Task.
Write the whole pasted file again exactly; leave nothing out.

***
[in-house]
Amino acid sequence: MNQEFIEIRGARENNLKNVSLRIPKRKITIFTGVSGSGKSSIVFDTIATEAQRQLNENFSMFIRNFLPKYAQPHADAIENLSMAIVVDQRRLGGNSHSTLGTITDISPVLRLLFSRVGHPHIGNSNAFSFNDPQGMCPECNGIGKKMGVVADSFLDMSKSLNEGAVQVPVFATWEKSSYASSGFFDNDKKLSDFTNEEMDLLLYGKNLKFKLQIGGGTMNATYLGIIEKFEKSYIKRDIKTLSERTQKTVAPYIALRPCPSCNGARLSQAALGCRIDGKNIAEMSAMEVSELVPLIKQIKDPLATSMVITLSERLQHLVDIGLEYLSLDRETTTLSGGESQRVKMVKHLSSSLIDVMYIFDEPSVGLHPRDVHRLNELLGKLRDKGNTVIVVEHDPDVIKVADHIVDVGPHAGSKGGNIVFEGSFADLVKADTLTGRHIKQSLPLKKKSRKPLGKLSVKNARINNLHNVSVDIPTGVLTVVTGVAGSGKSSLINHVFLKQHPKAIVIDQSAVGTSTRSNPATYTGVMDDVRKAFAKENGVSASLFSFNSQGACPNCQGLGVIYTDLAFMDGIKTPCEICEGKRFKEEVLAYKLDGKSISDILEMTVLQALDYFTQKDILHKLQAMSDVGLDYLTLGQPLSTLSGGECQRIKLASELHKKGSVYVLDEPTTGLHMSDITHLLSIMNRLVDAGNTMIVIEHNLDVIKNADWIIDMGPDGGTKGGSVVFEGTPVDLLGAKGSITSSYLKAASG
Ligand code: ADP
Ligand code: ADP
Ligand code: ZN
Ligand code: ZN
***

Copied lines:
[in-house]
Amino acid sequence: MNQEFIEIRGARENNLKNVSLRIPKRKITIFTGVSGSGKSSIVFDTIATEAQRQLNENFSMFIRNFLPKYAQPHADAIENLSMAIVVDQRRLGGNSHSTLGTITDISPVLRLLFSRVGHPHIGNSNAFSFNDPQGMCPECNGIGKKMGVVADSFLDMSKSLNEGAVQVPVFATWEKSSYASSGFFDNDKKLSDFTNEEMDLLLYGKNLKFKLQIGGGTMNATYLGIIEKFEKSYIKRDIKTLSERTQKTVAPYIALRPCPSCNGARLSQAALGCRIDGKNIAEMSAMEVSELVPLIKQIKDPLATSMVITLSERLQHLVDIGLEYLSLDRETTTLSGGESQRVKMVKHLSSSLIDVMYIFDEPSVGLHPRDVHRLNELLGKLRDKGNTVIVVEHDPDVIKVADHIVDVGPHAGSKGGNIVFEGSFADLVKADTLTGRHIKQSLPLKKKSRKPLGKLSVKNARINNLHNVSVDIPTGVLTVVTGVAGSGKSSLINHVFLKQHPKAIVIDQSAVGTSTRSNPATYTGVMDDVRKAFAKENGVSASLFSFNSQGACPNCQGLGVIYTDLAFMDGIKTPCEICEGKRFKEEVLAYKLDGKSISDILEMTVLQALDYFTQKDILHKLQAMSDVGLDYLTLGQPLSTLSGGECQRIKLASELHKKGSVYVLDEPTTGLHMSDITHLLSIMNRLVDAGNTMIVIEHNLDVIKNADWIIDMGPDGGTKGGSVVFEGTPVDLLGAKGSITSSYLKAASG
Ligand code: ADP
Ligand code: ADP
Ligand code: ZN
Ligand code: ZN